Pull up to the house on a cul-de-sac in one of Raleigh (N.C.)'s dozens of subdivisions, and it's hard to see anything noteworthy about the red-brick farmhouse-style McMansion. Spacious—the house has five bedrooms—with a wide front porch and ample concrete driveway, it blends easily with its neighbors, just one more comfortable upper-middle-class home in a town full of the same.
Incognito is just how the house, and its financial backers, Raleigh investment firm Cherokee Investment Partners, like it. But the house, which Cherokee dubbed the "Mainstream GreenHome," requires 96% less energy to heat hot water than a comparable dwelling—and is predicted to save 80,000 gallons of water per year through smart conservation methods. It was built under the National Association of Home Builders' Model Green Home Building Guidelines and just last month won a Gold Award in the NAHB Research Center's 2008 EnergyValue Housing awards. It also got one of the best scores ever in the Environmental Protection Agency/Energy Dept.'s Energy Star home efficiency rating system. In short, Cherokee claims it's one of the most environmentally friendly homes in the country—and yet it's maybe the only one that looks 100% typical. Boring even. No grass grows on the roof. Good luck spotting a solar panel. All of this is intentional—the point of building the house was to show just how normal an environmentally sensitive home can look.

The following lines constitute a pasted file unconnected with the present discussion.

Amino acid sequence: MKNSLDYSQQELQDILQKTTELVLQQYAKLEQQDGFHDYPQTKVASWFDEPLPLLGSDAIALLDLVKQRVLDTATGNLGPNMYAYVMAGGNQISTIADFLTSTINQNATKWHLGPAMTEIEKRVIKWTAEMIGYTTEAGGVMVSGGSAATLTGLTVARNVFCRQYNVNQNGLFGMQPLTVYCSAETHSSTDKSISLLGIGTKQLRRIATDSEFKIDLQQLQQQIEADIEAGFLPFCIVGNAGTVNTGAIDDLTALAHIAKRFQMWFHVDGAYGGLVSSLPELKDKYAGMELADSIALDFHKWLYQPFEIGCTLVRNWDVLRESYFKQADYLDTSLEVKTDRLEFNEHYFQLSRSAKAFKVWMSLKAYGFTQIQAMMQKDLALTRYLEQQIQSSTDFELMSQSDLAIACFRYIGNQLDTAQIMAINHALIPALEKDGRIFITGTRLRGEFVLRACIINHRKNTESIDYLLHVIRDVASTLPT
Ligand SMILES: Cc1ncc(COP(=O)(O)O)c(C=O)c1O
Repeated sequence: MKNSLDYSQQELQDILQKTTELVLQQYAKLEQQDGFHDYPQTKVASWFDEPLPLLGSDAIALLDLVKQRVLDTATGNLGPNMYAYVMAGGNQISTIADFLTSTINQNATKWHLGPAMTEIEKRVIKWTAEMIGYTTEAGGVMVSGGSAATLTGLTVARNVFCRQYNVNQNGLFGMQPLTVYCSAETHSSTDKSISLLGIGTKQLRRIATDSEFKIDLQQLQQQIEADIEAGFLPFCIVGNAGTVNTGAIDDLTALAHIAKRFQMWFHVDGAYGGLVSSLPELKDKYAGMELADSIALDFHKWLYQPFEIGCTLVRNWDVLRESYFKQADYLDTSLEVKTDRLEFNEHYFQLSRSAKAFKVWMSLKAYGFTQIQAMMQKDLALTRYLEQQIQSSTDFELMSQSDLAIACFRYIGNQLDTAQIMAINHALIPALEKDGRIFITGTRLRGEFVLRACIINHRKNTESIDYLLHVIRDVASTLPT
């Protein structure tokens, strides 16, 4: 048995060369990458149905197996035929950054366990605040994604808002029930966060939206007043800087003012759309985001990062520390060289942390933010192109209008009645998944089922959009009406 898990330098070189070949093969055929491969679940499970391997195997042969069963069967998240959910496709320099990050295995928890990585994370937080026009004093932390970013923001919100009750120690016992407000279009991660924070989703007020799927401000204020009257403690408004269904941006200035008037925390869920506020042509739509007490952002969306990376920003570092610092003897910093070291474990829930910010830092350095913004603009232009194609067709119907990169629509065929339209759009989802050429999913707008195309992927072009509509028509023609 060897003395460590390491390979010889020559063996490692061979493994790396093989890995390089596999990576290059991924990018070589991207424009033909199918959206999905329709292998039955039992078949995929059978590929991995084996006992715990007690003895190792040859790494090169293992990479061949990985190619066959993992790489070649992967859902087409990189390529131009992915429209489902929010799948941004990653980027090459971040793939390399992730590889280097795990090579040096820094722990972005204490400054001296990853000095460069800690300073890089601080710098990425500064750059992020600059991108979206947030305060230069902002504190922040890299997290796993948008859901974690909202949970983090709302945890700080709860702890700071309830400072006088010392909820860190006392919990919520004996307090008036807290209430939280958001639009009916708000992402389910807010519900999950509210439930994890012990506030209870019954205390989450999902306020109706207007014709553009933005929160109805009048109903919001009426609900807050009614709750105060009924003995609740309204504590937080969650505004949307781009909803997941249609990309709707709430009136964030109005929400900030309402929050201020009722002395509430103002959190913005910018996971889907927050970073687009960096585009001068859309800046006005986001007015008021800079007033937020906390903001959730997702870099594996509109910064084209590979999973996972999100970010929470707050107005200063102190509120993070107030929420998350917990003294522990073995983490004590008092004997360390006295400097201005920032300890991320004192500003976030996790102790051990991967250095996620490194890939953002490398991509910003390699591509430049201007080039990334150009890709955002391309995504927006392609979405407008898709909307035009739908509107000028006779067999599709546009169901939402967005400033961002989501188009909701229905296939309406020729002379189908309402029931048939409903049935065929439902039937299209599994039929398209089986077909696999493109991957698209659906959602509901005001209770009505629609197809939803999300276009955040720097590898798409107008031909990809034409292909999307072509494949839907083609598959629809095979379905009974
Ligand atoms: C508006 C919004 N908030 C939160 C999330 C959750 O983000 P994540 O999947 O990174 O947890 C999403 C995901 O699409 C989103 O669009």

From Cleaning Up to Building Clean
The house isn't so typical for Cherokee and its CEO, Thomas Darden. In 1993, Darden and a partner launched a predecessor firm that invested in environmentally impaired assets remediating contaminated industrial sites—which then made money from developing that land into a mix of commercial and residential space. Cherokee raised its fourth private equity fund in 2006, pulling in $1.24 billion from investors such as public pension funds that like the firm's strong track record of returns. Typically, Cherokee invests on a much grander scale than a single family home in the North Carolina capitol. The firm has played a major role, for example, in rehabilitating a large swath of the New Jersey Meadowlands. It rarely looks at investments under $100 million.